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CALIFORNIA | LOCAL
May 30, 1987 | From Associated Press
Recently spotlighted moral-financial hanky-panky in some TV ministries have raised questions about what all the money given to them accomplishes, compared to results from other religious giving. Just what specific work is sustained by the donated TV millions in comparison to that resulting from similar contributions to other churches?
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CALIFORNIA | LOCAL
June 30, 1987 | BOB SCHWARTZ, Times Staff Writer
Undeclared presidential candidate Pat Robertson, attempting to prevent the recent scandal involving popular evangelists from tarnishing his own image, said in Anaheim Monday night that he has "never been an evangelist." Speaking at a press conference before a fund-raising dinner at the Anaheim Hilton, Robertson said that while he is "proud of the fact that I am an ordained Southern Baptist minister, I am also much broader in scope than has been portrayed in the press. . . .
NEWS
April 4, 1986 | Associated Press
The Rev. Pat Robertson, who on Thursday announced layoffs and cutbacks at his Christian Broadcasting Network, blames the church-building boom, falling oil prices and his interest in the presidency for a slump in contributions. The network said it is selling its three TV stations, canceling its toll-free telephone line and laying off 41 employees because contributions have been lower than expected this year.
ENTERTAINMENT
February 3, 1990 | From Times News Services
Religious broadcasters suffering from falling ratings and dwindling public confidence are turning their eyes toward a new market--the Soviet Union. Two prominent television ministers, Robert Schuller and Pat Robertson, announced new Soviet ventures during the annual meeting this week of the National Religious Broadcasters, and others are clearly interested in penetrating the Soviet Bloc in the new age of openness.
CALIFORNIA | LOCAL
October 24, 1987 | United Press International
About 800 members of the Christian Church (Disciples of Christ), disgruntled with the leadership of one-time disciple Ronald Reagan, challenged the President's Christian convictions in a letter circulated at the denomination's biennial convention this week. The letter, drafted by the independent Disciples Peace Fellowship and distributed among about 2,000 delegates, drew about 800 signatures before being sent to the White House at the conclusion Wednesday of the General Assembly of the 1.
CALIFORNIA | LOCAL
October 29, 1989 | LYNN SMITH, TIMES STAFF WRITER
The Rev. John Huffman reached for a worn Bible in his book-lined study. It was a gift, he said, a gesture of graciousness, from a man in the midst of a glorious but doomed career. The inscription says that Huffman, as a messenger of God's word, "strengthened each of us in the work of peace and human justice." It was signed Richard Nixon . Now pastor of the 4,000-member St.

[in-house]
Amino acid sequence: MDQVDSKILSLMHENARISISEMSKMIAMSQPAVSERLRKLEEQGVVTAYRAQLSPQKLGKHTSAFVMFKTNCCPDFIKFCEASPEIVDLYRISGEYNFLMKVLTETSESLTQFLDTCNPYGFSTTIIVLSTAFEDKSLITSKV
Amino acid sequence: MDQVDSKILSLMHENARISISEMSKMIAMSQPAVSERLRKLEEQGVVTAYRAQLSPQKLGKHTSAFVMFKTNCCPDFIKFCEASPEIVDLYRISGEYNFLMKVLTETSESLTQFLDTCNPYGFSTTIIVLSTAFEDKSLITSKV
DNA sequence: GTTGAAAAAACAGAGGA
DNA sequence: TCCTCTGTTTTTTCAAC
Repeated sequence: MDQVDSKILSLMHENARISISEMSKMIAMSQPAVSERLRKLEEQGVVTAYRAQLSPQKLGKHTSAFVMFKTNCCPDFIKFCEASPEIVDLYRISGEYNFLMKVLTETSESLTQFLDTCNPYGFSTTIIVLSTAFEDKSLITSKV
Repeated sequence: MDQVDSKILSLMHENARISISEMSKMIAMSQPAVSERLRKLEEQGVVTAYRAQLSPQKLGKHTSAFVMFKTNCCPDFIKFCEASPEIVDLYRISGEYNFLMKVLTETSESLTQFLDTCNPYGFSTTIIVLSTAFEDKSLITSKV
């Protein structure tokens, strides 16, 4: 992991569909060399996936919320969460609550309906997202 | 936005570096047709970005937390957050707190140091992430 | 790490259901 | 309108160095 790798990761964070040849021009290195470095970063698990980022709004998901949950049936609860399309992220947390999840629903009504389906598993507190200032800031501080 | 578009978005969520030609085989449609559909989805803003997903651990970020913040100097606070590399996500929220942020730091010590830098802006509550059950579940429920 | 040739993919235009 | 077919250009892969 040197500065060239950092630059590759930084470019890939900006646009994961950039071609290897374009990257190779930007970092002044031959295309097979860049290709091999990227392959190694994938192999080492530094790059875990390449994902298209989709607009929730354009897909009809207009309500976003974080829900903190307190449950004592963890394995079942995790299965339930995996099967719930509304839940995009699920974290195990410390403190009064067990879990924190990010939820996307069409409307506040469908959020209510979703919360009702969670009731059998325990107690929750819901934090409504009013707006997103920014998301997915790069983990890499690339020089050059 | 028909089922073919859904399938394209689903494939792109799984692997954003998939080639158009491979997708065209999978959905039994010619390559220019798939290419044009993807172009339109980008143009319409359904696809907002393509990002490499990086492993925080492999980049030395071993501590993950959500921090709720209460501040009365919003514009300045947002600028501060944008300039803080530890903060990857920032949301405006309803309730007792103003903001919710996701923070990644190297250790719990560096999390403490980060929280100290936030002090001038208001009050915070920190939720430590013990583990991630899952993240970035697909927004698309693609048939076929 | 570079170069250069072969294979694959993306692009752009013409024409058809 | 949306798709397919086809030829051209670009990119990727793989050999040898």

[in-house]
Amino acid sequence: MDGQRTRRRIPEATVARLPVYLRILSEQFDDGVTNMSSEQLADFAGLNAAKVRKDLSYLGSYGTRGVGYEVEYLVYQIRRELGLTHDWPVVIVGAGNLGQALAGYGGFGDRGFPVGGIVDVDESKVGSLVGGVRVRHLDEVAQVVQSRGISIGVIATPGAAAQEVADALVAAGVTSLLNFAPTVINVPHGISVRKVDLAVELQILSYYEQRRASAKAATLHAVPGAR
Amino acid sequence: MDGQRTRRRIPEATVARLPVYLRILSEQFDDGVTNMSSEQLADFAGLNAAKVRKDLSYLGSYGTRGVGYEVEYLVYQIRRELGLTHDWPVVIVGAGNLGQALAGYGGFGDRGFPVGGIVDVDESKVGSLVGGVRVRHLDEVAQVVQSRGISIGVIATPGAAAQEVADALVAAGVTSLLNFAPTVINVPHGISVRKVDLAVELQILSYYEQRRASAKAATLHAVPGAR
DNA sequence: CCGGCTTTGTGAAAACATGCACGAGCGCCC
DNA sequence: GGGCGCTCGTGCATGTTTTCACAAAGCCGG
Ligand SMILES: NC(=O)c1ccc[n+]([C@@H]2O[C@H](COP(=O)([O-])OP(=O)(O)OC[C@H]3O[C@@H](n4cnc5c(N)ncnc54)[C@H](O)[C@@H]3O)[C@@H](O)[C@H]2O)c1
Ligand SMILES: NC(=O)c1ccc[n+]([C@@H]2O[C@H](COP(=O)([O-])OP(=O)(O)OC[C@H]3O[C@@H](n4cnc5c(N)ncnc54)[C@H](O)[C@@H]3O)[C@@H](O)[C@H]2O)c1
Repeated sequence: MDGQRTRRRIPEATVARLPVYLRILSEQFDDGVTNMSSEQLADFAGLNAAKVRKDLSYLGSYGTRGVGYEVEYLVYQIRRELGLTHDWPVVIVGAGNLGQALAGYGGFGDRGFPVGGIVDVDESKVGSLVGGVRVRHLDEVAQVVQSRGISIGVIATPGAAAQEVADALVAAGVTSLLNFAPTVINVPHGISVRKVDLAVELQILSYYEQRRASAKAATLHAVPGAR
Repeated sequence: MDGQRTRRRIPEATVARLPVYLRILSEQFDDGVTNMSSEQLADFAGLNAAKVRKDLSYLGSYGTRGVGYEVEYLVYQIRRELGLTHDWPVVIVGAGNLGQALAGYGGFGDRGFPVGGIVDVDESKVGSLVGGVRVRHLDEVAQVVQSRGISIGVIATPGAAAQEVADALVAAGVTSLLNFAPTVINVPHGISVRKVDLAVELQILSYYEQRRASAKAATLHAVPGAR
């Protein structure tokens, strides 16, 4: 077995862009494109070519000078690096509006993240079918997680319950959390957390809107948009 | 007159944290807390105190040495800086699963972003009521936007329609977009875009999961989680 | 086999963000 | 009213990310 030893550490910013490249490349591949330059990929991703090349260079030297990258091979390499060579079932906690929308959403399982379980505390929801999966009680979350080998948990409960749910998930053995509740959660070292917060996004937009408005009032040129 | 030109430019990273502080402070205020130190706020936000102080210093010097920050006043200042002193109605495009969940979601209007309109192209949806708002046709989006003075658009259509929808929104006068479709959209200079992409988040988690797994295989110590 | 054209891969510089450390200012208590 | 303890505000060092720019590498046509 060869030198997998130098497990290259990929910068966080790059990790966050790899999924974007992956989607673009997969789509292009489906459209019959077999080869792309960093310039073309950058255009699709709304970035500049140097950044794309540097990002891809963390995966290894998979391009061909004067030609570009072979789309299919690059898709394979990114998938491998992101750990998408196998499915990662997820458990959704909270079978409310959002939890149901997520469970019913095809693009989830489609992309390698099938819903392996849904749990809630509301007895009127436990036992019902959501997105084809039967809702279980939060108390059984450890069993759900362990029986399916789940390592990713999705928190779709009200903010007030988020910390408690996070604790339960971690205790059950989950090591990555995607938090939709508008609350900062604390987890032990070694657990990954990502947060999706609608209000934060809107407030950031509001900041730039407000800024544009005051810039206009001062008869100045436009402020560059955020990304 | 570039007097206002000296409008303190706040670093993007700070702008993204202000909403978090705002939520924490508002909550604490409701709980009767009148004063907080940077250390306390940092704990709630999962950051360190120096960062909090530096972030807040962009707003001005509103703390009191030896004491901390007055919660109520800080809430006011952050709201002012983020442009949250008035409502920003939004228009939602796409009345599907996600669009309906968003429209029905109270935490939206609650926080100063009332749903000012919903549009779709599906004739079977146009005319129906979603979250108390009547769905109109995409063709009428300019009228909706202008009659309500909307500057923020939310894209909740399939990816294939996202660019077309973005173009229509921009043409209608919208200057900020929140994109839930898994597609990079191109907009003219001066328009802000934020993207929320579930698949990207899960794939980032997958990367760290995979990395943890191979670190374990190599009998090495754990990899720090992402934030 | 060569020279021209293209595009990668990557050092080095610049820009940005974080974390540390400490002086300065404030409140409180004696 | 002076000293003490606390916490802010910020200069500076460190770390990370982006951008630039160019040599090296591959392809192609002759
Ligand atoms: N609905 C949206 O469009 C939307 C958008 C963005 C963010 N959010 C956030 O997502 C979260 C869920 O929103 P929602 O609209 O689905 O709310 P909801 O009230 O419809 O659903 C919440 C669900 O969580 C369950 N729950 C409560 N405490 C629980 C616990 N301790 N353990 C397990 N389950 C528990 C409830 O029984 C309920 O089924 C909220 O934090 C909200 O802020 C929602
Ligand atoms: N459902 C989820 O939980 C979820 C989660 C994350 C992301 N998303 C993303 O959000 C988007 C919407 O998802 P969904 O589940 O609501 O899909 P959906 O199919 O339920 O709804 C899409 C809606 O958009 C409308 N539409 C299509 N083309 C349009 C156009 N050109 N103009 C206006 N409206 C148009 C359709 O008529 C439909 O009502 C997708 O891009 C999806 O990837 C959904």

NEWS
February 22, 1988 | JOHN DART, Times Religion Writer
Popular evangelist Jimmy Swaggart, under church investigation reportedly for adultery, tearfully confessed Sunday that he had sinned and he will leave the pulpit for an indefinite period--marking the second major blow to television evangelism within a year. "I beg your forgiveness," Swaggart beseeched 7,000 worshipers at his World Faith Center in Baton Rouge, La. Embraced by his wife, Frances, and applauded frequently by his faithful, Swaggart heard a sympathetic statement from an Assemblies of God state official, who said that the fire-and-brimstone minister had confessed with "true humility" to "specific incidents of moral failure."
ENTERTAINMENT
April 6, 1987 | HOWARD ROSENBERG
The death of a salesman? TV evangelist Oral Roberts said that God told him he would die if he didn't raise $8 million by March 31. After getting his money, he reported that the Lord told him that he needed to raise $8 million a year for the rest of his life. And speaking of gospel vendors, everyone knows by now that TV evangelist Jim Bakker admitted that a church secretary was paid money to hush up his fleeting sexual liaison with her in 1980.
ENTERTAINMENT
July 20, 1991 | JOHN DART, TIMES RELIGION WRITER
The Rev. FredericC. Price, pastor of the 12,500-member Crenshaw Christian Center in Los Angeles, was holding court for ministers this week at the first conference of his newly created national fellowship of urban churches. Perched on a tall chair, Price deftly handled inquiries about finances, TV ministries and staff discipline. He struggled, however, to respond tactfully to a pastor from Rockford, Ill.
NEWS
January 6, 1990 | MARK I. PINSKY, TIMES STAFF WRITER
Paul Crouch, founder and president of Tustin-based Trinity Broadcasting Network, has resigned from the National Religious Broadcasters, citing "lying, trumped-up charges (that) were aimed at the heart" of his 24-hour-a-day Christian programming service.
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